Perspective: what a difference it can make. How we look, where we look and the way we look at things always colors our impressions.

In this week's Parshah, the word ur'eetem--"and you shall see"--occurs twice. The first is at the beginning of the Parshah, in the story of the spies sent by Moses to investigate the Promised Land; and the second time is at the very end, in the chapter on the mitzvah of tzitzit. In the first verse, Moses instructs the spies "And you shall see the land, what is it... are the people strong or weak... is the land fertile or lean... are the cities open or fortified?" In the second verse, we are commanded to place tzitzit--fringes—on the corners of our garments and told: "And you shall look upon it and remember all the commandments of G‑d, and fulfill them."

The same word, ur'eetem, is used both times; yet look at the stark contrast between these two chapters. The first time, with the spies, it turned tragic. Their negative report of the land caused the people to reject the Divine promise; their cries of fear and despair caused G‑d to decree that that day would become a time of "weeping for generations." Indeed, it was Tisha B'Av, and the resulting 40-year delay in entering Israel was to be the first of many national calamities to befall our people on that same day. On the other hand, the second instance of the word ur'eetem in our Parshah is a positive one: looking at the fringes is a way to remember all G‑d's commandments and to observe a G‑dly life.

It all depends on how we look at things. It all comes down to where we go looking. To see the land as the Spies saw it is to see earthiness, a materialistic perspective. To see the tzitzit is to gaze at a mitzvah of G‑d, a heavenly perspective.

Ever watch an army of ants at work? Isn't it fascinating how they march in a straight line? Such disciplined workers, it is quite amazing. Ants, you see, have one-dimensional vision. That's why they follow their noses and the guy right in front of them. They have no peripheral vision and therefore no distractions from their single-minded, though limited, perspective.

I remember a farbrengen (Chassidic gathering) in yeshiva in Montreal when I was a student. Reb Velvel Greenglass, the mashpia and mentor (may he be well) was waxing lyrical on the difference between a human being and an animal. The animal was created in a horizontal line. The cow, naturally, looks downward, at the grass. Munching grass is its full-time occupation. All a cow thinks about all day is its food. Ever see a cow looking up at the sky and pondering the meaning of life? Human beings, however, were created in a vertical orientation. It is much easier for humans to look upward, to contemplate that which is higher and more meaningful. (I guess that's why the chimps and baboons that stand vertically think they are gantze mentschen.)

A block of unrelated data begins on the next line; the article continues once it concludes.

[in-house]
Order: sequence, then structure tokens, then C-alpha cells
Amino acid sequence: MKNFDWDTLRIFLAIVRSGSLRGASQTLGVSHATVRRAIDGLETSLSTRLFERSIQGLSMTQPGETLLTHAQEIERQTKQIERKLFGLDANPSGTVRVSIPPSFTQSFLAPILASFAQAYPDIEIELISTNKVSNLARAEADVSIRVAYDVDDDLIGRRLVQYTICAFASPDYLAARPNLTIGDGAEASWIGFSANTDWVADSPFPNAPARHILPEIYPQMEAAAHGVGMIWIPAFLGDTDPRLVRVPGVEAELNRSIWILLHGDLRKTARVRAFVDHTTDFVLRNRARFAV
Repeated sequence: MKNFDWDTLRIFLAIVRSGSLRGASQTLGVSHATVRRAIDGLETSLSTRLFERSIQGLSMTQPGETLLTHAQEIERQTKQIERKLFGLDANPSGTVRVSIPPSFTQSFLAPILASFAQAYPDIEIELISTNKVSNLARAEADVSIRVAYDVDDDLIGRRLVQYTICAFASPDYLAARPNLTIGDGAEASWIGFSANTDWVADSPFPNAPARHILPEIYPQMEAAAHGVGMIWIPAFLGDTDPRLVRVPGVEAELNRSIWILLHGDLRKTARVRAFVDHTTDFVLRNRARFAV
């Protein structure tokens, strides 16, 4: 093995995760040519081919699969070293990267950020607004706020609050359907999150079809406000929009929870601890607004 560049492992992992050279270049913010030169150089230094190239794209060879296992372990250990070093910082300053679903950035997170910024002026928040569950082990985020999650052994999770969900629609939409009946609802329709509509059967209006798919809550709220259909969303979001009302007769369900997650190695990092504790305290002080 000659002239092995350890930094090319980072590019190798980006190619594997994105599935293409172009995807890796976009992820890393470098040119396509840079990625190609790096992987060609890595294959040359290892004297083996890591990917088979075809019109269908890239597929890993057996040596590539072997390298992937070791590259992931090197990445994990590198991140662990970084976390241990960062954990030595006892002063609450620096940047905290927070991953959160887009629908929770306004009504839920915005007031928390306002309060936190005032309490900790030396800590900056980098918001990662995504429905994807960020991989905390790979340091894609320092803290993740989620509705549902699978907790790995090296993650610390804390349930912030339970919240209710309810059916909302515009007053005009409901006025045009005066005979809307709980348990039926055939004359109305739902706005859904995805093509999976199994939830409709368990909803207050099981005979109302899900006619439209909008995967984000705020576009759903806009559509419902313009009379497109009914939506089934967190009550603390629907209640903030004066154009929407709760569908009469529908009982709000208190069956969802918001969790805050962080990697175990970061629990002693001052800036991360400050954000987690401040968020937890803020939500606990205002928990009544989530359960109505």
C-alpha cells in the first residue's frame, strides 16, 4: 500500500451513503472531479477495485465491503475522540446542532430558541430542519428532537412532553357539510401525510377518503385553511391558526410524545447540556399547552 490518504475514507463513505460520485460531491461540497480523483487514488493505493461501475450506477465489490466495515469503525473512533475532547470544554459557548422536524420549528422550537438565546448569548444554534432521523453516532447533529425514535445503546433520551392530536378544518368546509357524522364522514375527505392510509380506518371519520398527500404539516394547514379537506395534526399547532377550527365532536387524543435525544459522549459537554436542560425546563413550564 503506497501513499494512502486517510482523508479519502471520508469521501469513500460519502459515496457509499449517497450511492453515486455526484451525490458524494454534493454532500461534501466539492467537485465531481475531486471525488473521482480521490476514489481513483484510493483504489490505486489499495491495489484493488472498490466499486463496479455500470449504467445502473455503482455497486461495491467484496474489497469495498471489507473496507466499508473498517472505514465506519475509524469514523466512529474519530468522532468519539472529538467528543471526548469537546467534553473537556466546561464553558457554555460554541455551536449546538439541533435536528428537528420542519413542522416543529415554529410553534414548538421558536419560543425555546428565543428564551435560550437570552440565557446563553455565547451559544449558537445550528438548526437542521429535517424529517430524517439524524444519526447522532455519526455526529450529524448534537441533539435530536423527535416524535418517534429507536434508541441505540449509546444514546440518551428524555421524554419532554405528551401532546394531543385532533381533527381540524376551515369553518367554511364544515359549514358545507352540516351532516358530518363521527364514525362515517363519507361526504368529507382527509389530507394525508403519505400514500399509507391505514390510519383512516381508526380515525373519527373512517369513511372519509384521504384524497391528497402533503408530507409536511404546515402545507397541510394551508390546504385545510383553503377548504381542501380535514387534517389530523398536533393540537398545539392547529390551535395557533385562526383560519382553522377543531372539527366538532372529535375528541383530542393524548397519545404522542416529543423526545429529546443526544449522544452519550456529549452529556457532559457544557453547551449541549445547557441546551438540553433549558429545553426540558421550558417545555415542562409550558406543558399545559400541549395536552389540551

To be people of vision we must look upward. There is a higher purpose to life. There is a deeper meaning to what meets the eye. The whole of Kabbalah and mysticism is based on the principle of the metaphysical. This fundamental principle is that there is not only the self-evident body but also the invisible soul; not only the universe but also a cosmic plan and a profound reason for every experience in life, whether it be obvious to us or not.

If we only look at the land, at that which is earthly and material, the world is crass and careless, helter-skelter and hollow. But when we raise our sights and lift our heads heavenward, we see so much more. When we utilize our unique human mind power and spiritual potential, we can better discern the wood from the trees, the lofty from the low. The Sages of the Talmud noted that by looking at the tzitzit, we not only see the commandments of G‑d but we discover G‑d Himself.1

I guess, where you look always determines what you find.